The Boje-ru Pavilion in the background behind the Cheonwangmun at Donghwasa Temple in Daegu.
Hello Again Everyone!!
The next entry in the series of postings on rarely seen things you might encounter at a Korean temple or hermitage is the Boje-ru Pavilion.
The Universal Salavation Pavilion, or the Boje-ru Pavilion (보제루) is the fifth, and final, gate in the set of gates that potentially can be found at a larger sized temple. It’s positioned after the Bulimun Gate, and it usually hides the main temple courtyard that’s situated behind its rather long length.
So what does a Boje-ru Pavilion look like? Why is it located where it is at a temple? And what is the meaning behind it?
The massive Boje-ru Pavilion at Geumsansa Temple in Gimje, Jeollabuk-do.
In Korean, the word “Boje” means universal salvation. This refers to the casting of a net across the Samgye, which is desire, the realm of form, and the formless realm. This net is cast to rescue all sentient beings. The final character in the name, “ru,” is a Chinese character that means a raised pavilion or building of two or more stories.
A fine example of the pavilion at Naesosa Temple in Buan, Jeollabuk-do.
A look under the pavilion at Naesosa Temple with paper wishes hanging from the ceiling.
First, the Boje-ru is a pavilion, unlike the other four structures that potentially welcome you to the temple grounds. It is made up of two stories. The first story serves as a passageway, and final entrance, to the main temple courtyard. Instead of supportive beams, there can be two storage areas to the right and left of the stairway that leads up to the main temple courtyard. On the second floor, there rests an open pavilion. The exterior walls are typically very colourful with winged-shaped roofs.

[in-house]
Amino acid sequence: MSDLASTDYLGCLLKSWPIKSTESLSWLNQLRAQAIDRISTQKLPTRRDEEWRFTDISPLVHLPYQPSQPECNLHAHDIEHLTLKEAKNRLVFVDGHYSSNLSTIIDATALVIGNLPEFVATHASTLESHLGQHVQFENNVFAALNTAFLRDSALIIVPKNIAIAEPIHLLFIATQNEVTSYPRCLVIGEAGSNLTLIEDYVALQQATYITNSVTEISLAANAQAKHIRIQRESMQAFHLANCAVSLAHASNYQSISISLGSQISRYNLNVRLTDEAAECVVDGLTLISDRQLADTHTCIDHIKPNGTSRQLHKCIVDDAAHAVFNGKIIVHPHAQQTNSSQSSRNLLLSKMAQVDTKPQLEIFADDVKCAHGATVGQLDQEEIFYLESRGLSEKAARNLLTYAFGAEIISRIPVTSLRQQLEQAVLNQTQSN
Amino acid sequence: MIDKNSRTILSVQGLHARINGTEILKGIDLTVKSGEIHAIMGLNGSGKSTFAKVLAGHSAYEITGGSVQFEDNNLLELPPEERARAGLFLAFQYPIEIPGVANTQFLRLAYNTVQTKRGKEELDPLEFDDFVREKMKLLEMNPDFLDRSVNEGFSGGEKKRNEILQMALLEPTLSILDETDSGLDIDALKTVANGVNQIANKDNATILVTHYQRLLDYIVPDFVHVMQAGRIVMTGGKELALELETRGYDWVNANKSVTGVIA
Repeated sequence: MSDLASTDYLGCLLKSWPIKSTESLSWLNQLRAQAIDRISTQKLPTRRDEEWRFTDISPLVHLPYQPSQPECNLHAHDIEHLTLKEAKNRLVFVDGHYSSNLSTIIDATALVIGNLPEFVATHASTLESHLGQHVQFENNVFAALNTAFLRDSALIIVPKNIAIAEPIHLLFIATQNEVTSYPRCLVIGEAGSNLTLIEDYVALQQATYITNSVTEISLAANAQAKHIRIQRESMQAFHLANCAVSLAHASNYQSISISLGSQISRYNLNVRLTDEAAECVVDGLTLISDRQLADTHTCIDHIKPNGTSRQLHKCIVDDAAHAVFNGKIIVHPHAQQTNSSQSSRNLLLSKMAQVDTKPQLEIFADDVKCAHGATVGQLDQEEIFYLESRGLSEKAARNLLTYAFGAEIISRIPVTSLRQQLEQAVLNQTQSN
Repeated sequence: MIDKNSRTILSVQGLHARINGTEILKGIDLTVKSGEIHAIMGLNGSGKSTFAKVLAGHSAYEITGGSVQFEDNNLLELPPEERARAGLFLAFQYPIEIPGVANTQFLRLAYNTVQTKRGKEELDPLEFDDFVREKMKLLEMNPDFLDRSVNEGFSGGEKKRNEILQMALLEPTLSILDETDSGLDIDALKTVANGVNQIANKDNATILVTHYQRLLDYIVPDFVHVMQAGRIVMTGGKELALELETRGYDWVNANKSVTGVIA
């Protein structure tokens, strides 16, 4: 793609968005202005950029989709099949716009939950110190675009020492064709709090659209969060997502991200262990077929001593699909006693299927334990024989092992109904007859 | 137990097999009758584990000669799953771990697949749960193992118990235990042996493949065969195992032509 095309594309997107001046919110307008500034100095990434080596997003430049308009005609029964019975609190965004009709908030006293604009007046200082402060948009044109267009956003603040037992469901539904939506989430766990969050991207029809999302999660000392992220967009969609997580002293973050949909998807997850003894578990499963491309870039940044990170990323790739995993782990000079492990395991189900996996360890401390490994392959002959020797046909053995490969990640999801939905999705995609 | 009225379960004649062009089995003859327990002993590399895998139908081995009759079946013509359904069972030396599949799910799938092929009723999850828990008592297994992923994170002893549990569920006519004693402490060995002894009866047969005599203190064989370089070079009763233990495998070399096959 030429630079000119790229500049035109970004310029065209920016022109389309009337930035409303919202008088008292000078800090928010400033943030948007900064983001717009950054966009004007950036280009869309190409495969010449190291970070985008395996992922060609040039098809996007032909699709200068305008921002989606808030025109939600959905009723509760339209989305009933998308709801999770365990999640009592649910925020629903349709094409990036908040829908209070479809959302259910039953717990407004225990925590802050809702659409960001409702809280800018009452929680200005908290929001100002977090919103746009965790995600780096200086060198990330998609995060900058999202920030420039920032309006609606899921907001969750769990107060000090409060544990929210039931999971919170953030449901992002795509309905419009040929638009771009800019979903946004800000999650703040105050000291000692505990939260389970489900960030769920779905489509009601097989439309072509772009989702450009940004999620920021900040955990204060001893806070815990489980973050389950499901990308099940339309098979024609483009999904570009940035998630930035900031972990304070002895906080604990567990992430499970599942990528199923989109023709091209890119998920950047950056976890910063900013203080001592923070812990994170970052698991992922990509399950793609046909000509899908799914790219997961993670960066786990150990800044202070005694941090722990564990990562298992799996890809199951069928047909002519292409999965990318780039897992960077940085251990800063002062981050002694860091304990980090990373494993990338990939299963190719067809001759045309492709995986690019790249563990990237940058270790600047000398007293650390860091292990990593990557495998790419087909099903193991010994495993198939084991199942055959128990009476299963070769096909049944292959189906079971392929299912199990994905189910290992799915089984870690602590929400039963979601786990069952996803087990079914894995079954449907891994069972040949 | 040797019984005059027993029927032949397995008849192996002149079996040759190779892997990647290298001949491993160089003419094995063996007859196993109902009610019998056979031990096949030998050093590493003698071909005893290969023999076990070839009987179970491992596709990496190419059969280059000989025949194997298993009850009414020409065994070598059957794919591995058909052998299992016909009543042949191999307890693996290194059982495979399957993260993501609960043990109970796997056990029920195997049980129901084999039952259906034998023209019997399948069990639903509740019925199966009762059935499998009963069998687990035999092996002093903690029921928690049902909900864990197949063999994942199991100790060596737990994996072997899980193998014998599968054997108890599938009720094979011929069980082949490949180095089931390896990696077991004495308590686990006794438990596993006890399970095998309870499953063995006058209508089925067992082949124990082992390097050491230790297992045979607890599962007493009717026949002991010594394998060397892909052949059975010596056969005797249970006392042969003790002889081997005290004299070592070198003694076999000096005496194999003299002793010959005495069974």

The large-sized Boje-ru that welcomes you to Pagyesa Temple in Daegu.
The corridor and stairs that lead up to Pagyesa Temple.
Some of the meaning behind this temple building rests on the first floor of its design. In older Boje-ru designs, the ceiling can be quite low. This is deliberately done so that visitors to a temple or hermitage have to stoop. This is done as a gesture of humility, as they pass through the pavilion. On the second floor of this structure is where monastic lectures and non-ceremonial dharma assemblies (beophoe) are conducted simply because they are too large to be done inside the main hall. Also, in some smaller sized temples, Buddhist musical instruments can be housed in the second floor pavilion. And some Boje-ru were used as protection against armed forces like the Japanese after the Imjin War (1592-98). A great example of this can be found at Okcheonsa Temple in Goseong, Gyeongsangnam-do. Specifically, it was used for military training and guarding the temple buildings from invaders.
The militarized Boje-ru at Okcheonsa Temple in Goseong, Gyeongsangnam-do.
And a look inside the second floor open pavilion at Okcheonsa Temple.